Nearly 321 people have died in the last five years while cleaning sewers and septic tanks.
Minister of State for Social Justice and Empowerment Ramdas Athawale provided the data in response to a query raised by Bahujan Samaj Party member Girish Chandra in the Lok Sabha on the status of manual scavenging in India.
The BSP member also sought the number of people involved in cleaning and the Centre's efforts to reinstate these people. Athawale said there are about 58,098 manual scavengers at present. Uttar Pradesh had a maximum number of people (32,473), and Chattisgarh with the lowest (3), Scroll.in reported.
The number is problematic, given that the practice is banned in the country. In 1993, the Employment of Manual Scavengers and Construction of Dry Latrines (Prohibition) Act was implemented to prevent the employment of people for the cleaning, opening pits, drains, etc., and punish the employer with imprisonment for up to one year and a fine.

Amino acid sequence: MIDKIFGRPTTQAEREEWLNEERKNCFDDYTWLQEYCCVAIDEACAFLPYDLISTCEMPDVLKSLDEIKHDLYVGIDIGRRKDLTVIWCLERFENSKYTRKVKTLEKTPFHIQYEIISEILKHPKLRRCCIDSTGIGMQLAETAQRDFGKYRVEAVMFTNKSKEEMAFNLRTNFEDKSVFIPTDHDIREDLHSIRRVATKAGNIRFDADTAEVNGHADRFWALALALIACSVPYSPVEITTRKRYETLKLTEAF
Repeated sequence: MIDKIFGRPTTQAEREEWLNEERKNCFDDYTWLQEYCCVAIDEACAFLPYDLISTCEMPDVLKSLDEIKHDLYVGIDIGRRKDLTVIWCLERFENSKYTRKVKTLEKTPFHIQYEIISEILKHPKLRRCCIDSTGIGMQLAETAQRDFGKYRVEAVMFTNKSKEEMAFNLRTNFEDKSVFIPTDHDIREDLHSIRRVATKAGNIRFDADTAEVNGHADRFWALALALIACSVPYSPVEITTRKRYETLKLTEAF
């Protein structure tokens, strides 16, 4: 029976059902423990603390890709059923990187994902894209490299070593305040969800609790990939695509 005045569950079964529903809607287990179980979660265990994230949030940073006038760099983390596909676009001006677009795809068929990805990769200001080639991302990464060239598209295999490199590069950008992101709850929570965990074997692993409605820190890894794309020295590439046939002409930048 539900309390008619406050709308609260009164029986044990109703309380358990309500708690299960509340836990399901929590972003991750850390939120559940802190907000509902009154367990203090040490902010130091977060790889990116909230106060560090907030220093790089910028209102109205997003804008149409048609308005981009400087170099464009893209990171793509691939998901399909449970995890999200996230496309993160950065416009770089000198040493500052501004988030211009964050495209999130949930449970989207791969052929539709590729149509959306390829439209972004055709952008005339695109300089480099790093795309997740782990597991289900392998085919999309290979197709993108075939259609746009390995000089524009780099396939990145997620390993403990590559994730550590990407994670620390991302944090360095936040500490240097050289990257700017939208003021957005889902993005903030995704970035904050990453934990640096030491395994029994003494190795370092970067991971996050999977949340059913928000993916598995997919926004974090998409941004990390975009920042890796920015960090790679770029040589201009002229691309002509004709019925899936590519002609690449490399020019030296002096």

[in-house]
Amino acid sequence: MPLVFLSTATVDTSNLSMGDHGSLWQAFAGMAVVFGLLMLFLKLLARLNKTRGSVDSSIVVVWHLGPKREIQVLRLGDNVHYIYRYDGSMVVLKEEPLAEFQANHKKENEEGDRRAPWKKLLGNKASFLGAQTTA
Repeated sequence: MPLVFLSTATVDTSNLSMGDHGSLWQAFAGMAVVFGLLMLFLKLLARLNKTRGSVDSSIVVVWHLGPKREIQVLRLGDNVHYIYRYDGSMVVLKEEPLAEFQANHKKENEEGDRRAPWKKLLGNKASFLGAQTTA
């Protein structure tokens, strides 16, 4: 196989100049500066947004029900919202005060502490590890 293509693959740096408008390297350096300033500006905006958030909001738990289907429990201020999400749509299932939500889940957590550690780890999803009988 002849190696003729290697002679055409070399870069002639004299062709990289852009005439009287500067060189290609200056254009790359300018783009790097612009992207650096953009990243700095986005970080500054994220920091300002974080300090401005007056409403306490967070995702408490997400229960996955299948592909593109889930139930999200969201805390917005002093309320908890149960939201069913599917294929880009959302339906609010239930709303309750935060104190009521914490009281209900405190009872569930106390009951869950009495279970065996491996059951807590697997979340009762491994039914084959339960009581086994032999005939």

Distinguishing Between Manual Scavenging & Cleaning
However, Athwale said that the deaths occurred due to accidents while undertaking hazardous cleaning of tanks and sewers and not due to Manual Scavenging, as the latter meant lifting human excreta from latrines according to Section 2(1)(g) of the Prohibition of Employment as Manual Scavengers and their Rehabilitation Act, 2013.
The 2013 act distinguishes between people involved in cleaning faeces and the practice of cleaning sewers and septic tanks. But it defines hazardous as manual cleaning without any proper gear and other cleaning devices for safety.
Several human rights activists have criticised the Act, claiming that it was the primary reason for underreporting such incidents.
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